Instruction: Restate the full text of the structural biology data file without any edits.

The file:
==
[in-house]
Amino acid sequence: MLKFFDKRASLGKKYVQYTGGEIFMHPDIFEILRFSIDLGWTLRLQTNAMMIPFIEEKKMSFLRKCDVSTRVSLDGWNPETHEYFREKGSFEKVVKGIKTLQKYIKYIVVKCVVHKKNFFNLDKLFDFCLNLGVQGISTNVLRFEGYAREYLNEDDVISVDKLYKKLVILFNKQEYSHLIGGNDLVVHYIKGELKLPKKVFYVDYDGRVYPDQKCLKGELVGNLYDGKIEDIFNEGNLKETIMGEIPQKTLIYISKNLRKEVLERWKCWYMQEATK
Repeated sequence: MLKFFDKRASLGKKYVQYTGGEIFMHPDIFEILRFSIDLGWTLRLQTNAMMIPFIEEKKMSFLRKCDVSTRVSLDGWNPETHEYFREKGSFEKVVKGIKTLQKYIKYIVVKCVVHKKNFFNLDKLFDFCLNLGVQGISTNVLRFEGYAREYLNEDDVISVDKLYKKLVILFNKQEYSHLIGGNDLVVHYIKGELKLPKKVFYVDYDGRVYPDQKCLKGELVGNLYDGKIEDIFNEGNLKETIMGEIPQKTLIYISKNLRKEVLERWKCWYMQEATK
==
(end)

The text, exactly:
[in-house]
Amino acid sequence: MLKFFDKRASLGKKYVQYTGGEIFMHPDIFEILRFSIDLGWTLRLQTNAMMIPFIEEKKMSFLRKCDVSTRVSLDGWNPETHEYFREKGSFEKVVKGIKTLQKYIKYIVVKCVVHKKNFFNLDKLFDFCLNLGVQGISTNVLRFEGYAREYLNEDDVISVDKLYKKLVILFNKQEYSHLIGGNDLVVHYIKGELKLPKKVFYVDYDGRVYPDQKCLKGELVGNLYDGKIEDIFNEGNLKETIMGEIPQKTLIYISKNLRKEVLERWKCWYMQEATK
Repeated sequence: MLKFFDKRASLGKKYVQYTGGEIFMHPDIFEILRFSIDLGWTLRLQTNAMMIPFIEEKKMSFLRKCDVSTRVSLDGWNPETHEYFREKGSFEKVVKGIKTLQKYIKYIVVKCVVHKKNFFNLDKLFDFCLNLGVQGISTNVLRFEGYAREYLNEDDVISVDKLYKKLVILFNKQEYSHLIGGNDLVVHYIKGELKLPKKVFYVDYDGRVYPDQKCLKGELVGNLYDGKIEDIFNEGNLKETIMGEIPQKTLIYISKNLRKEVLERWKCWYMQEATK